Knife Fighting

Discussion in 'Ninjutsu' started by Don Roley, Oct 26, 2004.

  1. Kreth

    Kreth Grandmaster

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    I think also that that particular knife could get you into trouble in areas where balisongs are illegal, as it has two pivoting blades...
     
  2. Grey Eyed Bandit

    Grey Eyed Bandit Master of Arts

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    Any opinions on the Spyderco Yojimbo? I'm torn between the fact that I kind of like the unconventional blade profile and the fact that I don't want to contribute to Michael Janich's economy...:uhyeah:
     
  3. Don Roley

    Don Roley Senior Master

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    A) the blade shape seems to favor thrusting over cutting. And with a folder a lot of people say that you should concentrate on cutting.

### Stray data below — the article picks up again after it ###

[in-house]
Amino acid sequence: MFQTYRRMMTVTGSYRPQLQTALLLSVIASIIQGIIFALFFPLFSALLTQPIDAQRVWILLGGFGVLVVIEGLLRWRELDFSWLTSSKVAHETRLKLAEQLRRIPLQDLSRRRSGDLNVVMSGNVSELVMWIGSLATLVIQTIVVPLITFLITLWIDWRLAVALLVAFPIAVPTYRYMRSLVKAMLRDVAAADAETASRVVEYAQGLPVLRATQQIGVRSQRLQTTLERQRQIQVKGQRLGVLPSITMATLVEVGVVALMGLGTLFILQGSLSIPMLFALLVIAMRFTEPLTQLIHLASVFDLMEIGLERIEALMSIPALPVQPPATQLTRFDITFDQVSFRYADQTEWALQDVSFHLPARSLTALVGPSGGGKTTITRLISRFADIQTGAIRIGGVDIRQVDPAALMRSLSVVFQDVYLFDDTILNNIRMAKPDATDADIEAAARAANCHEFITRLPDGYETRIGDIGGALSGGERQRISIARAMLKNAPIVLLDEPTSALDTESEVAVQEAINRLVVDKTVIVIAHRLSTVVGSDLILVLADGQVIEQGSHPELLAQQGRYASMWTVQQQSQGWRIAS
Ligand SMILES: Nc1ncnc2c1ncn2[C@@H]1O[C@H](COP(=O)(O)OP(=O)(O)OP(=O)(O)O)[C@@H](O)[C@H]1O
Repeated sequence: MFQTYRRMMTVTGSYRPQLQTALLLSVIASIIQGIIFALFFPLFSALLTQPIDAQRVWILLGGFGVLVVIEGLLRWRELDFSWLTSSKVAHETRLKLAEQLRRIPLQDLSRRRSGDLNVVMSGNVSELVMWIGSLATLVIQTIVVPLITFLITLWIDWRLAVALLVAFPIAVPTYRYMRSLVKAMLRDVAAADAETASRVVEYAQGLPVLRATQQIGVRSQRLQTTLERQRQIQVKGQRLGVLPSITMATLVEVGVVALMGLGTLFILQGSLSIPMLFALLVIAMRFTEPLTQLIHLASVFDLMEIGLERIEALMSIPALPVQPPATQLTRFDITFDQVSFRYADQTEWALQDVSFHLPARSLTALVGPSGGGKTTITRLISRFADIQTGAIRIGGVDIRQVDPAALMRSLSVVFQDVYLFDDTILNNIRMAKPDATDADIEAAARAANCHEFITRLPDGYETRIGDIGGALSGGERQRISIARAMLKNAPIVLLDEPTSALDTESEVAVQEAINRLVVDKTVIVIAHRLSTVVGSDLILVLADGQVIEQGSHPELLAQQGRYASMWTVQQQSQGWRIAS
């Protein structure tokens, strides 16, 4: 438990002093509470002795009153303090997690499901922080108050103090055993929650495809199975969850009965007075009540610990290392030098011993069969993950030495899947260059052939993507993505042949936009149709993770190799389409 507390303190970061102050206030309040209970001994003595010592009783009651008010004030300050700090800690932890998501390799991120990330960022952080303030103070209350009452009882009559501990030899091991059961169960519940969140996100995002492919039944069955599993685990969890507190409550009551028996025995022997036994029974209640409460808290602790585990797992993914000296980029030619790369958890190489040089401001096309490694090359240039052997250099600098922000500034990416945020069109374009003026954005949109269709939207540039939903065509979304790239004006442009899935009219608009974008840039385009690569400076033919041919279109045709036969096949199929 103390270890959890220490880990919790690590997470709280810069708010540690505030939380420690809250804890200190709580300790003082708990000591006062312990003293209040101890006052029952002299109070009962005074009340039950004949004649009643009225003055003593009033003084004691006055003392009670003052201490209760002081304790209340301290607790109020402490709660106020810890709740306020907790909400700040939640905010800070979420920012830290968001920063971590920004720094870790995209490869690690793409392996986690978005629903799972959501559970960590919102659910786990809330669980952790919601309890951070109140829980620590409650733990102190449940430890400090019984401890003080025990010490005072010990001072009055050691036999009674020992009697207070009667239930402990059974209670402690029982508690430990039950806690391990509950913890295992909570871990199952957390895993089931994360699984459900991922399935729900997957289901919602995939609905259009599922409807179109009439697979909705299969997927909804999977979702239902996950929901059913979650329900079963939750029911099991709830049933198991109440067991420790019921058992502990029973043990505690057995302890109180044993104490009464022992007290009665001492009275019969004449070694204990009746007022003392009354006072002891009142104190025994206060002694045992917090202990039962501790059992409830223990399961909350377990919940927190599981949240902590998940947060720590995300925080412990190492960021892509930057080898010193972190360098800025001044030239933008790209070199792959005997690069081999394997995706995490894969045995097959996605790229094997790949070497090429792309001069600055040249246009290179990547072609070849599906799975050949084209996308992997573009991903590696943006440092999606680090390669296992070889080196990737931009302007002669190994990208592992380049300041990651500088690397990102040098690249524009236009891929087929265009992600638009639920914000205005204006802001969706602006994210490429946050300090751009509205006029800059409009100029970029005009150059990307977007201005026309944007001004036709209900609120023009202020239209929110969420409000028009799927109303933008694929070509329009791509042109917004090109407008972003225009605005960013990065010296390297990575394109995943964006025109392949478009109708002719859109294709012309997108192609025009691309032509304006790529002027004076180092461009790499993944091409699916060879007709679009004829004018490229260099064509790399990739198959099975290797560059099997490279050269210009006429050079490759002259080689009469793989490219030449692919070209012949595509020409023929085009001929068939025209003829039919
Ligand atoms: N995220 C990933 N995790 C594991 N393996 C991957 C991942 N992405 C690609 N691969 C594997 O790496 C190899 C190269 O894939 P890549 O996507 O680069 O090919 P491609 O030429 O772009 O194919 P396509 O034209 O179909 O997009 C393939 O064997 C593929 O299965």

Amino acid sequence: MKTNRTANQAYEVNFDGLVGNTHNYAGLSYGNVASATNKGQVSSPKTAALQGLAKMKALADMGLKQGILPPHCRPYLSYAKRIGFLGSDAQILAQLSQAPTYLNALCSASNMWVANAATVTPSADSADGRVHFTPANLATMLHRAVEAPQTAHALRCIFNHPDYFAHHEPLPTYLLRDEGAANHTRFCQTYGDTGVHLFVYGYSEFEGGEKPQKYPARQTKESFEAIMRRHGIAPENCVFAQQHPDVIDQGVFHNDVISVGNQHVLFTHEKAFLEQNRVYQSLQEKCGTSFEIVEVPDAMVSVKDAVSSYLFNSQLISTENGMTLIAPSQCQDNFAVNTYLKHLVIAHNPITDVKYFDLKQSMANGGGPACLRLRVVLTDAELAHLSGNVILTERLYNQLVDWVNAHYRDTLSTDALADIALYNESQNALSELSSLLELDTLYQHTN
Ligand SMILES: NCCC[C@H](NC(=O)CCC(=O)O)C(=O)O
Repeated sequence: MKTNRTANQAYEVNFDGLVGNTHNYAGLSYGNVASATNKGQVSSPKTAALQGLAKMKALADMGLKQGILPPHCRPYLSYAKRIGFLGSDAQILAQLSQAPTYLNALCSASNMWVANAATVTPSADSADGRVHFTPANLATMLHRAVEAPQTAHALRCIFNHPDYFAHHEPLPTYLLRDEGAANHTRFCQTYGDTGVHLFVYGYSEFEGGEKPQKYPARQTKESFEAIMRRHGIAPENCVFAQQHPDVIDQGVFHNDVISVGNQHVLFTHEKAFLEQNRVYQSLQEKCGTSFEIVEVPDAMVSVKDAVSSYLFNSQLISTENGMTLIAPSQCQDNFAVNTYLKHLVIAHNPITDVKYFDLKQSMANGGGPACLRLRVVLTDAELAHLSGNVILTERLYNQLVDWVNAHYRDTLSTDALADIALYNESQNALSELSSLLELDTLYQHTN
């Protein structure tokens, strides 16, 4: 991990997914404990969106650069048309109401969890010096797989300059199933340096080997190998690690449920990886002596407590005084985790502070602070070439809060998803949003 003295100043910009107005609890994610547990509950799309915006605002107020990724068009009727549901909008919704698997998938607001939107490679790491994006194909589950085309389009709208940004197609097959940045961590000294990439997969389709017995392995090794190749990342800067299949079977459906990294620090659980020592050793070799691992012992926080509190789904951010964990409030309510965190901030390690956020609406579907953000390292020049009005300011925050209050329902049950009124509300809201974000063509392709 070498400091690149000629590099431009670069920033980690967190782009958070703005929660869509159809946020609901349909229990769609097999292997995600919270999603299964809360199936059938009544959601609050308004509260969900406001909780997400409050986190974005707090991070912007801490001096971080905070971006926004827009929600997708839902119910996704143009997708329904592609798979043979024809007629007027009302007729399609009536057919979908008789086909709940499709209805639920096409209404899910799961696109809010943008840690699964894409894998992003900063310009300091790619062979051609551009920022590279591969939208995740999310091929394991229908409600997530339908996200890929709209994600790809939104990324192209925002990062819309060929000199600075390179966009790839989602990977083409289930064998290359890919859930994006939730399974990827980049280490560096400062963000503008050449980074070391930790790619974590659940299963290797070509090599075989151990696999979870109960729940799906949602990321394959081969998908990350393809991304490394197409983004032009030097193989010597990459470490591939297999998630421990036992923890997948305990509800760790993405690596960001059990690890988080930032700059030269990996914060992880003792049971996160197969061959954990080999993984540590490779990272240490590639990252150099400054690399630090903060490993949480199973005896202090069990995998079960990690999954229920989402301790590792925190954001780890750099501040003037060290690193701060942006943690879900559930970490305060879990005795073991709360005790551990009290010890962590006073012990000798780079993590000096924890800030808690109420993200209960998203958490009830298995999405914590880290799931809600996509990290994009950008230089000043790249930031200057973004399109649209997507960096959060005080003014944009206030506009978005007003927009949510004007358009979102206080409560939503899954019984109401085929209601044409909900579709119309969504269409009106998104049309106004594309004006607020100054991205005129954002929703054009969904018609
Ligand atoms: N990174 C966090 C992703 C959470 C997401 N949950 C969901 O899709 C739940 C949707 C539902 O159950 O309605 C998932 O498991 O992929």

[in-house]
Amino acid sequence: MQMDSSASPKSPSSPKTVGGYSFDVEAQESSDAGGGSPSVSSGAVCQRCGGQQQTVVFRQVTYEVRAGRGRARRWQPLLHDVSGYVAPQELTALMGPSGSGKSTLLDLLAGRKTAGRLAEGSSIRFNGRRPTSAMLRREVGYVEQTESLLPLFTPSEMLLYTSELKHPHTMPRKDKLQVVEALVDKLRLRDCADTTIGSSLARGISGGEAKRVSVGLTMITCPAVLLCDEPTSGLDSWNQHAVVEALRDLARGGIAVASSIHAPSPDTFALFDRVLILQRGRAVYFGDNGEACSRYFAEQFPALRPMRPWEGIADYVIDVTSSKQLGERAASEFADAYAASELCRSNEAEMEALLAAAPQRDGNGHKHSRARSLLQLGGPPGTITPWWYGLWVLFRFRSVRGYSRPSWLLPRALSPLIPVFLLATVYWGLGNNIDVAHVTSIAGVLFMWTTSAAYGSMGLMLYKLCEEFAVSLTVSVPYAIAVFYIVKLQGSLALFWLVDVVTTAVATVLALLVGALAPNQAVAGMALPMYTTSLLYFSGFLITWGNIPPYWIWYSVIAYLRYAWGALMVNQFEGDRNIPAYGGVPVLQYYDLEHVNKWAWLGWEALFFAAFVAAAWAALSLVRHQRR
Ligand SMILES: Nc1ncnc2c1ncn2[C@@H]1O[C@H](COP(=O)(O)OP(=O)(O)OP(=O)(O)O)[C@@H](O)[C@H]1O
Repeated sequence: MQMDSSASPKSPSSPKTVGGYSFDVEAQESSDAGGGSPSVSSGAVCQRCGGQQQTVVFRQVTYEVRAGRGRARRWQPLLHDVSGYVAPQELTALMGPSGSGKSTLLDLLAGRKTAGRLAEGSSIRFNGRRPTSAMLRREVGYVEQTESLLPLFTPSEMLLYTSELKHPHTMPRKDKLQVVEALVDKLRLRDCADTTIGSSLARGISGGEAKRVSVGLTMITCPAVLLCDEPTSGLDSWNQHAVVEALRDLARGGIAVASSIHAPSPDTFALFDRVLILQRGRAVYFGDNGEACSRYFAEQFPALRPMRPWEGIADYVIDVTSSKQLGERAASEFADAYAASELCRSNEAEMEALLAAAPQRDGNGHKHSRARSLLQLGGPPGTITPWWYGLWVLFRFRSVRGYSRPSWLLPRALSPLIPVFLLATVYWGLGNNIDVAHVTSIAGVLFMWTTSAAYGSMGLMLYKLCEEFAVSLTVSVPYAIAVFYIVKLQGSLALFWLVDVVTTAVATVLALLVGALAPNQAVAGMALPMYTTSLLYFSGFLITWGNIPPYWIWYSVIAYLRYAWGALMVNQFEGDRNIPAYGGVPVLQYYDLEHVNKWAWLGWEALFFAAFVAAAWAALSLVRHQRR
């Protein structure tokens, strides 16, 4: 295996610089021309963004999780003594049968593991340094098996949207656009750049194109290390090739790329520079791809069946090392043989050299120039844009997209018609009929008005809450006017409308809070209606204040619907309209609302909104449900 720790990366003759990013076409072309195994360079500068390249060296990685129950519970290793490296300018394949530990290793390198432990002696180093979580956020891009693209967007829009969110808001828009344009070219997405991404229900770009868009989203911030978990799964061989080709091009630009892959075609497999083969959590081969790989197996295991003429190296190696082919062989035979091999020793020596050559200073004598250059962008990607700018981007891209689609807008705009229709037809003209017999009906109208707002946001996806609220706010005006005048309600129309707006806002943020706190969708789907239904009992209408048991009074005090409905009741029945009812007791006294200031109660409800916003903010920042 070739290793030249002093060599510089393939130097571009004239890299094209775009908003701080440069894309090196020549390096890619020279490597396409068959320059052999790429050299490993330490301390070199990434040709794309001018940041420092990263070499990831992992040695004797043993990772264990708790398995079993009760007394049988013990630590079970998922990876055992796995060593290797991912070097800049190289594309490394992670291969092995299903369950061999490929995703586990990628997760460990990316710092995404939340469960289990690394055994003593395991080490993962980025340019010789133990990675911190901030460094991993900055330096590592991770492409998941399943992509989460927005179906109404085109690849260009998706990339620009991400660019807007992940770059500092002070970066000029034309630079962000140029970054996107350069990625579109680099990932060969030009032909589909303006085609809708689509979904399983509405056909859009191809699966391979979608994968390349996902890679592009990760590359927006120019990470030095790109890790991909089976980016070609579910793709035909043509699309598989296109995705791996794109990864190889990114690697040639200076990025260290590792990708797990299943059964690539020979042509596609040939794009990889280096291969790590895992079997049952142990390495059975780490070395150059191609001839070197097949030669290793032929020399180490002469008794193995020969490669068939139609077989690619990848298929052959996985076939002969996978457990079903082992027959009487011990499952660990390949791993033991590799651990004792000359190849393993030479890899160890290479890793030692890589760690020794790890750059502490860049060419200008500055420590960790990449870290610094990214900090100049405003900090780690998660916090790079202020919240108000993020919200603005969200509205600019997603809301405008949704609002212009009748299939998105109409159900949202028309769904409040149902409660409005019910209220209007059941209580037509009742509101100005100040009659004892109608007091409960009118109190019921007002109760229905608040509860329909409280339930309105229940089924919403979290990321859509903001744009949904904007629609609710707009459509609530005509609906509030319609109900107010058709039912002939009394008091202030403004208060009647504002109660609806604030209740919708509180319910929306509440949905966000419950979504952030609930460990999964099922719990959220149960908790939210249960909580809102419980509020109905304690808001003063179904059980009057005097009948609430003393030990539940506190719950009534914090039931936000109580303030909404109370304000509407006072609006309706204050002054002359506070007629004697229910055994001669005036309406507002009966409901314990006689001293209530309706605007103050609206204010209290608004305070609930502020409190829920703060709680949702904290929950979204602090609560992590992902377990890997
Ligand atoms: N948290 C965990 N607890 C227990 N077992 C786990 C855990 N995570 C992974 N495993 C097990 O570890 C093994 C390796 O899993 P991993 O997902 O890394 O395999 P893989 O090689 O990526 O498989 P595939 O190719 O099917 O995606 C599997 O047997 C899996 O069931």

B) this was a knife designed for fighting. You get caught with the thing after an incident and trying to convince the DA that you were not looking for a fight gets a lot harder. Thousands of dollars in lawer's fees harder.

    C) it does not seem to be as usefull for every day tasks as a Delica or an Endura. You get a lot more use out of a knife (read "experience") with daily use and are a lot less likely to think of it as dead weight if it is something you can use to cut twine, cardboard, etc.

    Just as an aside, my views on knives are that they are tools that can be used as weapons if needed. I carried my knife today even though all I was going to was a school on the eve of the day before school begins. You never know what you might need to cut up. But if I was thinking that there might be trouble, I don't reach for a knife (that is just a daily thing) but instead go for pepper spray and in extreme cases an ASP baton. The knife really is a tool for me. And as such, I am more likely to have it on me when things go south than anything that is mainly a weapon.